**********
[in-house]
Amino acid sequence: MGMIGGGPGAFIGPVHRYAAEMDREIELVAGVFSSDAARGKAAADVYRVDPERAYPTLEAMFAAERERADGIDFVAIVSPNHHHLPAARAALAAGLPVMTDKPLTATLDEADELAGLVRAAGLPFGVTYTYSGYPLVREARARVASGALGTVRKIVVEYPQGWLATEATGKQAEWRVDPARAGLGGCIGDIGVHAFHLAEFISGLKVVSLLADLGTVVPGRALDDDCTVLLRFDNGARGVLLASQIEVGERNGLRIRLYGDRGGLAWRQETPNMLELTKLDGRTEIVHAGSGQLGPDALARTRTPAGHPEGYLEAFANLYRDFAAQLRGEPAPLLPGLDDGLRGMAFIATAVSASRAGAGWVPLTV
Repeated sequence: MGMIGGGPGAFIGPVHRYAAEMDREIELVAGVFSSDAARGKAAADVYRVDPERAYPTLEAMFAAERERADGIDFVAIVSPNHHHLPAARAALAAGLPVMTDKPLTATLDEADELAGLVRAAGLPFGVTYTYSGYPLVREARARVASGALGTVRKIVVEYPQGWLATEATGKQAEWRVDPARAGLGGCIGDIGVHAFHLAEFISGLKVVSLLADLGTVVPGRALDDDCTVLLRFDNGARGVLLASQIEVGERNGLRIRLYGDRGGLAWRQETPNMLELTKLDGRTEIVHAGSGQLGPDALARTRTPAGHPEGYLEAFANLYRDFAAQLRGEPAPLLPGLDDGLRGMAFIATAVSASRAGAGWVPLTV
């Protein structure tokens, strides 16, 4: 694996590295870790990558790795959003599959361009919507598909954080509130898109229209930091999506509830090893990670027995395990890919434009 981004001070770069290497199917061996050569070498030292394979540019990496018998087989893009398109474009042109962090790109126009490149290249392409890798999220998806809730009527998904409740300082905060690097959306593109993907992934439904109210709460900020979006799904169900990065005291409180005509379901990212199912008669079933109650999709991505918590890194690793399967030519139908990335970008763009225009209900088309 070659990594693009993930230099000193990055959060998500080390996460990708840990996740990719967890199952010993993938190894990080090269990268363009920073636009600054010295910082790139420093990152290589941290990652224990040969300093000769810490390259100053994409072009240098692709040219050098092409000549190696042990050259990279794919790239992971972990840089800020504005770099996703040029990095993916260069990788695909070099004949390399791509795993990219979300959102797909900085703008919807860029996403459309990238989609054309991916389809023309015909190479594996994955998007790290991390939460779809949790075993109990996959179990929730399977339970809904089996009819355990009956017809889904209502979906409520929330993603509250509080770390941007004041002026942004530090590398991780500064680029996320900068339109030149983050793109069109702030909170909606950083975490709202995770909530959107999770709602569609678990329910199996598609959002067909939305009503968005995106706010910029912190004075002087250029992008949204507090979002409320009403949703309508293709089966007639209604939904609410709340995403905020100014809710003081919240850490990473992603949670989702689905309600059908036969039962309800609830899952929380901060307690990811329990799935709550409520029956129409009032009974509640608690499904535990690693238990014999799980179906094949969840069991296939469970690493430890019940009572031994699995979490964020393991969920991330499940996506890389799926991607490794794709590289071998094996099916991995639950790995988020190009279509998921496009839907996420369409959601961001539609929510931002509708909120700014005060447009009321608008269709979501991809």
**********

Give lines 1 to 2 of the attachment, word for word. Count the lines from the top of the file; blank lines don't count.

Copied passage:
[in-house]
Amino acid sequence: MGMIGGGPGAFIGPVHRYAAEMDREIELVAGVFSSDAARGKAAADVYRVDPERAYPTLEAMFAAERERADGIDFVAIVSPNHHHLPAARAALAAGLPVMTDKPLTATLDEADELAGLVRAAGLPFGVTYTYSGYPLVREARARVASGALGTVRKIVVEYPQGWLATEATGKQAEWRVDPARAGLGGCIGDIGVHAFHLAEFISGLKVVSLLADLGTVVPGRALDDDCTVLLRFDNGARGVLLASQIEVGERNGLRIRLYGDRGGLAWRQETPNMLELTKLDGRTEIVHAGSGQLGPDALARTRTPAGHPEGYLEAFANLYRDFAAQLRGEPAPLLPGLDDGLRGMAFIATAVSASRAGAGWVPLTV